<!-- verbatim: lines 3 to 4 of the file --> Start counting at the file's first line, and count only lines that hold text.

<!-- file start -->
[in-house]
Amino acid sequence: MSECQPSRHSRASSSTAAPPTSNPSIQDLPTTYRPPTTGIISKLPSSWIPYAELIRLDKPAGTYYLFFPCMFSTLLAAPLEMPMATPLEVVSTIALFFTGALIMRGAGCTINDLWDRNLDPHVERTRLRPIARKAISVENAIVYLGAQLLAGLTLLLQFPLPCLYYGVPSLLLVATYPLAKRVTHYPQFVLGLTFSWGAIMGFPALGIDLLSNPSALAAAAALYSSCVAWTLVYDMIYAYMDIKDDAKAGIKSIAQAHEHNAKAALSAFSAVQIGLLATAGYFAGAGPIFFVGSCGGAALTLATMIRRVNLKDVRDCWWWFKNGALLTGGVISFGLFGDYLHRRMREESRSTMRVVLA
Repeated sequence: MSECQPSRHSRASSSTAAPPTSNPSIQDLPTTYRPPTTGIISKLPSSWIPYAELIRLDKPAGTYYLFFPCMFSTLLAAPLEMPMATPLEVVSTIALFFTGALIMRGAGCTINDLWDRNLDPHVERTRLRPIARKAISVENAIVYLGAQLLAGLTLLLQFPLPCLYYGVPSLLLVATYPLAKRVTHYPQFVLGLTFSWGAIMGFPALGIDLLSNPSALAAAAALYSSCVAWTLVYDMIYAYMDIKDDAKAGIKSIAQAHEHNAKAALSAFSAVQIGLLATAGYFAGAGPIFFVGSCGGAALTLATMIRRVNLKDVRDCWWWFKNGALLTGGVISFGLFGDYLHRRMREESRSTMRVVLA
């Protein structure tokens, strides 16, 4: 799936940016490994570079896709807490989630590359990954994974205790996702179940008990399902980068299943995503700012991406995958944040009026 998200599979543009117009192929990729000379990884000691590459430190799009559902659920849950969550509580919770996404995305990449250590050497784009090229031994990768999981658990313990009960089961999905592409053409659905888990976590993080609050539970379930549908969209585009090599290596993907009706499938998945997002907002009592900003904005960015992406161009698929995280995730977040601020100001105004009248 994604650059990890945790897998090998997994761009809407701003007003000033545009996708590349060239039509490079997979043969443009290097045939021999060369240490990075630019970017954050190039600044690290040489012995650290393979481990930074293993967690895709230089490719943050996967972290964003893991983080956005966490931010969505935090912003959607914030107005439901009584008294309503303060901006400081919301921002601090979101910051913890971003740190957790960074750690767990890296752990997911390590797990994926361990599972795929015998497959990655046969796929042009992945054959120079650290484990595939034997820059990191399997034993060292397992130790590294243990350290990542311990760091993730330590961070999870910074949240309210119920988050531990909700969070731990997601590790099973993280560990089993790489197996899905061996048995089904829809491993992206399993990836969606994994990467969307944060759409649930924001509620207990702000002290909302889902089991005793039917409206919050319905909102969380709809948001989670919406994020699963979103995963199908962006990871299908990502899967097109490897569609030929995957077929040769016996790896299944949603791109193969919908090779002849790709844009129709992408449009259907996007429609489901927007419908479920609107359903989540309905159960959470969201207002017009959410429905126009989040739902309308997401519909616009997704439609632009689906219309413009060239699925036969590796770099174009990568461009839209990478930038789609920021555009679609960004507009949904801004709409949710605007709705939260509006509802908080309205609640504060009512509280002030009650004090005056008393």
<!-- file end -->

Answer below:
Repeated sequence: MSECQPSRHSRASSSTAAPPTSNPSIQDLPTTYRPPTTGIISKLPSSWIPYAELIRLDKPAGTYYLFFPCMFSTLLAAPLEMPMATPLEVVSTIALFFTGALIMRGAGCTINDLWDRNLDPHVERTRLRPIARKAISVENAIVYLGAQLLAGLTLLLQFPLPCLYYGVPSLLLVATYPLAKRVTHYPQFVLGLTFSWGAIMGFPALGIDLLSNPSALAAAAALYSSCVAWTLVYDMIYAYMDIKDDAKAGIKSIAQAHEHNAKAALSAFSAVQIGLLATAGYFAGAGPIFFVGSCGGAALTLATMIRRVNLKDVRDCWWWFKNGALLTGGVISFGLFGDYLHRRMREESRSTMRVVLA
């Protein structure tokens, strides 16, 4: 799936940016490994570079896709807490989630590359990954994974205790996702179940008990399902980068299943995503700012991406995958944040009026 998200599979543009117009192929990729000379990884000691590459430190799009559902659920849950969550509580919770996404995305990449250590050497784009090229031994990768999981658990313990009960089961999905592409053409659905888990976590993080609050539970379930549908969209585009090599290596993907009706499938998945997002907002009592900003904005960015992406161009698929995280995730977040601020100001105004009248 994604650059990890945790897998090998997994761009809407701003007003000033545009996708590349060239039509490079997979043969443009290097045939021999060369240490990075630019970017954050190039600044690290040489012995650290393979481990930074293993967690895709230089490719943050996967972290964003893991983080956005966490931010969505935090912003959607914030107005439901009584008294309503303060901006400081919301921002601090979101910051913890971003740190957790960074750690767990890296752990997911390590797990994926361990599972795929015998497959990655046969796929042009992945054959120079650290484990595939034997820059990191399997034993060292397992130790590294243990350290990542311990760091993730330590961070999870910074949240309210119920988050531990909700969070731990997601590790099973993280560990089993790489197996899905061996048995089904829809491993992206399993990836969606994994990467969307944060759409649930924001509620207990702000002290909302889902089991005793039917409206919050319905909102969380709809948001989670919406994020699963979103995963199908962006990871299908990502899967097109490897569609030929995957077929040769016996790896299944949603791109193969919908090779002849790709844009129709992408449009259907996007429609489901927007419908479920609107359903989540309905159960959470969201207002017009959410429905126009989040739902309308997401519909616009997704439609632009689906219309413009060239699925036969590796770099174009990568461009839209990478930038789609920021555009679609960004507009949904801004709409949710605007709705939260509006509802908080309205609640504060009512509280002030009650004090005056008393």